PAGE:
5. I've been using chromium with flashblock and it works flawlessly. I keep firefox because the down them all extension have not been ported to chromium and the later do not offer a similar integrated synch feature.

  6. Guys, thanks for your comments. That was a nice catch and an unfortunate mistake on my side. I fixed it now.

  7. I have used Chromium but I prefer the "Google-branded" Chrome browser. I've used both of these browsers while running Ubuntu and Linux Mint. I cannot recall exactly what I didn't like about Chromium, but it didn't feel right at all.

    I *can* say I'm a huge fan of Chrome running under Linux. Chrome extensions work better than Firefox's. Firefox feels pitifully slow compared to Chrome. A few differences between Chrome for Windows and Chrome for Linux annoy me sometimes. (I run both OSes.) That said, Chrome provides the most seamless experience between platforms. I have to look at the desktop to remember which OS I'm using.

    I downloaded the .deb package from the Google site, but I believe Chrome can be installed other ways such as from Ubuntu Tweak. It's uncomfortable for me to recommend Chrome over Chromium because I don't like branded products for the most part.

    I am interested in your take on Chrome vs. Chromium, since you spend so much time looking at softwares. Your site is much appreciated in these quarters.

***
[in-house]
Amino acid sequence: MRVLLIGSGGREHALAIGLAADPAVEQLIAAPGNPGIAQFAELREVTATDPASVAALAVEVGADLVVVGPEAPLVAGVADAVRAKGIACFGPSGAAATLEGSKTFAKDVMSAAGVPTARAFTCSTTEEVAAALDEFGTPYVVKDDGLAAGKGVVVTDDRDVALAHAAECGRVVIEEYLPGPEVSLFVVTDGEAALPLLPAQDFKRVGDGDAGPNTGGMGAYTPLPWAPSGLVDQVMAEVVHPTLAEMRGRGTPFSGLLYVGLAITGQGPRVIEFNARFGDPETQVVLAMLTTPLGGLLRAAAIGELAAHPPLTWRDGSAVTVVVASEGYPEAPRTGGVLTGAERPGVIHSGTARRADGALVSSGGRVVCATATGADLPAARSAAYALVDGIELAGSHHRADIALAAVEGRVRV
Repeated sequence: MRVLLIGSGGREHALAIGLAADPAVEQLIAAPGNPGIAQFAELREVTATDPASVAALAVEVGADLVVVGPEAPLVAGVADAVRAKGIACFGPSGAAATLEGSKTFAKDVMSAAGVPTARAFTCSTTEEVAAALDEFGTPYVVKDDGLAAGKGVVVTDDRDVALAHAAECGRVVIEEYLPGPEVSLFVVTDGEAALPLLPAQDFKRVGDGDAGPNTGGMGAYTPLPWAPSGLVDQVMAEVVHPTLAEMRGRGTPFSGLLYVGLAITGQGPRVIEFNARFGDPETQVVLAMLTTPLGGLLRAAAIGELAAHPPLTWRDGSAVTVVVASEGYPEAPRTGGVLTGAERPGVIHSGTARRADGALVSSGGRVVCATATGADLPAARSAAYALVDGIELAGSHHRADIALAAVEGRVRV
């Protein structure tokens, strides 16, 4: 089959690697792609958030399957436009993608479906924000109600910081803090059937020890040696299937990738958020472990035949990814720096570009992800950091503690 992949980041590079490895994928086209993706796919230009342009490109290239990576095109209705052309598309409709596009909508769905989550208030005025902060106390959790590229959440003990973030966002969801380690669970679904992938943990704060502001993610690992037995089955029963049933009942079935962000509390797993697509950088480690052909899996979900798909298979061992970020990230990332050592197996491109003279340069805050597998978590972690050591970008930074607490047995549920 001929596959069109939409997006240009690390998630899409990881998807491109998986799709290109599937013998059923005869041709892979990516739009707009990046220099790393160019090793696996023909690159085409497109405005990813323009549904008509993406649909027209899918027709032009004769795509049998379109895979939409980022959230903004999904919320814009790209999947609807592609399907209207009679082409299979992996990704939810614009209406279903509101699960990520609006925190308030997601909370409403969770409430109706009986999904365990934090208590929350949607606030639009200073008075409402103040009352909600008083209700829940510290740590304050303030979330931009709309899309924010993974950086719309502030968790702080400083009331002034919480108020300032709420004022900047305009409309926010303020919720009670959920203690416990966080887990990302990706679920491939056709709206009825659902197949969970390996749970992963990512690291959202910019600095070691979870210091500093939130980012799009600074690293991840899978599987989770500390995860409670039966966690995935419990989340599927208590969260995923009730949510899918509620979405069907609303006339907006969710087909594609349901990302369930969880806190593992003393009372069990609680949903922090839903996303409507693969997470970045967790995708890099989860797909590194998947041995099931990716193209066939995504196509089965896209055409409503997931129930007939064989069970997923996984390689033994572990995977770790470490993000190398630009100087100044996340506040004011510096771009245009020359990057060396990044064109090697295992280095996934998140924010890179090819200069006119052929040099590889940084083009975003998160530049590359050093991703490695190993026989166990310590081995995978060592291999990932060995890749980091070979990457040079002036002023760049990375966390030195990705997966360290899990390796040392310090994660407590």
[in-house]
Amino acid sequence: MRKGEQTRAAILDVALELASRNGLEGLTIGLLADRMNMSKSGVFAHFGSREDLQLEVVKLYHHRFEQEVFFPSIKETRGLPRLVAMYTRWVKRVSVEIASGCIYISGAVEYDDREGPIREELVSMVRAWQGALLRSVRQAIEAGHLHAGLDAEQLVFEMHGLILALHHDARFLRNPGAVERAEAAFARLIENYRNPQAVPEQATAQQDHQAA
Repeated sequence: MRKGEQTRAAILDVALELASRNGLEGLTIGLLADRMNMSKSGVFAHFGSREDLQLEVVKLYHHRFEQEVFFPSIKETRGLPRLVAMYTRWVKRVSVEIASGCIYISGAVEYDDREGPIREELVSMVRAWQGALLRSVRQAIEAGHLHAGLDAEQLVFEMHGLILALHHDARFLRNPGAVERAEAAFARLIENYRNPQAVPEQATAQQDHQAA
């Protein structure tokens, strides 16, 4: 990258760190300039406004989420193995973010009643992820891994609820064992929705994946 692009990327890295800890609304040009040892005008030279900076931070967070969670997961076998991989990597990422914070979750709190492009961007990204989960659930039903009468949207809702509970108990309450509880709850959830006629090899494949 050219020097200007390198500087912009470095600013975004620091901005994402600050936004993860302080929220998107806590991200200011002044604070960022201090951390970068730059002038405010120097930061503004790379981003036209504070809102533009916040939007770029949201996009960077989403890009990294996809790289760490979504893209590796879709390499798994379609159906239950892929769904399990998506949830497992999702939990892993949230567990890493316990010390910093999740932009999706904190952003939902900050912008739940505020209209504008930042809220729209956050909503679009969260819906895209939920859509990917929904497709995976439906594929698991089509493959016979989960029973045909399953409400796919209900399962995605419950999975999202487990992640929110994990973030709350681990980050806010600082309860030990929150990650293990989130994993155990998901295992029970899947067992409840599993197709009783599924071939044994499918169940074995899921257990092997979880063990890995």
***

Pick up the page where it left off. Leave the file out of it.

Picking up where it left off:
8. Shoot, I'd ditch OpenOffice.org in a second, but I'm afraid it'd break my system to uninstall it. I'll ignore it and use Gnumeric and AbiWord instead.

    Why? I'll tell you in one word -- not even a word, it's one key: F11

  9. @danny8: I agree with you that Chrome feels better rounded overall, but to me both still are immature products, in a sense.

    Speed is not the only thing I look for in a browser, and to me, Chrome and Chromium don't offer much more. I don't particularly like the over-simplified interface (I like my menus there, where they have always been).

    I don't understand what you mean about Chrome extensions being better than Firefox addons? Chrome extensions are crap for the most part! Skins are nowhere near the Firefox quality, and the same applies to pretty much anything that has to do with coding. Let's face it, people have been developing addons for Firefox for quite some time now, and it shows.

    As for the speed bit, Firefox is constantly improving, but once again, I don't like the idea of having a javascript engine so fast that can potentially swallow security holes. Eventually, there has to be a balance and I think Firefox is getting there slowly. I think Firefox 4 is going to be a great product!

    Note that all I am saying here is built over the assumption that both are extremely good internet browsers.

  10. You may not be as sensitive to the slowness as I am. Much of my testing is done with a an old single-core Celeron D system.

    Most of my testing is done with an Atom N270 system. It is no horsepower champ but at least it supports hyperthreading.

    Anyway, Chrome's javascript speed is important to me because I use a browser-based music controller called Squeezebox which is *very* heavily-laden with AJAX scripts. It really tasks the browser.

    I think I understand the point you're making about a JS engine being too fast. I hadn't considered that before.

    I'm interested in FF4 as well. I should check out the beta (either Linux or Windows) when I have time.